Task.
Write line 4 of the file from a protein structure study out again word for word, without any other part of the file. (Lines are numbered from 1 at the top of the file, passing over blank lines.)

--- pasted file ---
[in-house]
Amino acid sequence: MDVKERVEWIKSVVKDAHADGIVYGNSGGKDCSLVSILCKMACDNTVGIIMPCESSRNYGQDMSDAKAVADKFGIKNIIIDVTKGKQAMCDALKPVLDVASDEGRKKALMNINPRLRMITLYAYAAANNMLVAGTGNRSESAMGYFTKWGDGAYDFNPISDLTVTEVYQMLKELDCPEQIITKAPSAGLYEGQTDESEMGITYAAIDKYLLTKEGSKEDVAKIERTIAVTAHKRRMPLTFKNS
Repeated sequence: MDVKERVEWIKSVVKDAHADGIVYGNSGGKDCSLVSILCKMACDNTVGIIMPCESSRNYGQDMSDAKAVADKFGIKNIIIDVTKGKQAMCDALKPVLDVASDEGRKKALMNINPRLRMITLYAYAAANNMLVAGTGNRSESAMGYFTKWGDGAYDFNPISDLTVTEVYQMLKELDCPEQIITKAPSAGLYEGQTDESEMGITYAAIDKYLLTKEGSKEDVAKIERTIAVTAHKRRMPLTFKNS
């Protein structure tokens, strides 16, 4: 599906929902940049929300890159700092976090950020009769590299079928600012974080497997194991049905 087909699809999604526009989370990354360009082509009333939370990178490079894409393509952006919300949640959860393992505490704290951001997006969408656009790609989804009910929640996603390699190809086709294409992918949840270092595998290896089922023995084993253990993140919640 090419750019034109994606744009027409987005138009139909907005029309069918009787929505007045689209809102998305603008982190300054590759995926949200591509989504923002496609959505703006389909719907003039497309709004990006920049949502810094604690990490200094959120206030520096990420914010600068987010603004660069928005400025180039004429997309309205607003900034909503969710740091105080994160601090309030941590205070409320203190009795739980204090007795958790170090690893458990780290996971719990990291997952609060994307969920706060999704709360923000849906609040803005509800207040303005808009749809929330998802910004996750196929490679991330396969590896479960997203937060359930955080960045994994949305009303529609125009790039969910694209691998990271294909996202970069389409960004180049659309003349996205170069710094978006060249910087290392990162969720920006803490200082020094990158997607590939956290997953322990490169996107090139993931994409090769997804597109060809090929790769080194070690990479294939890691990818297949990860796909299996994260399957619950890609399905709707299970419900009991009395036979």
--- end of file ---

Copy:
């Protein structure tokens, strides 16, 4: 599906929902940049929300890159700092976090950020009769590299079928600012974080497997194991049905 087909699809999604526009989370990354360009082509009333939370990178490079894409393509952006919300949640959860393992505490704290951001997006969408656009790609989804009910929640996603390699190809086709294409992918949840270092595998290896089922023995084993253990993140919640 090419750019034109994606744009027409987005138009139909907005029309069918009787929505007045689209809102998305603008982190300054590759995926949200591509989504923002496609959505703006389909719907003039497309709004990006920049949502810094604690990490200094959120206030520096990420914010600068987010603004660069928005400025180039004429997309309205607003900034909503969710740091105080994160601090309030941590205070409320203190009795739980204090007795958790170090690893458990780290996971719990990291997952609060994307969920706060999704709360923000849906609040803005509800207040303005808009749809929330998802910004996750196929490679991330396969590896479960997203937060359930955080960045994994949305009303529609125009790039969910694209691998990271294909996202970069389409960004180049659309003349996205170069710094978006060249910087290392990162969720920006803490200082020094990158997607590939956290997953322990490169996107090139993931994409090769997804597109060809090929790769080194070690990479294939890691990818297949990860796909299996994260399957619950890609399905709707299970419900009991009395036979």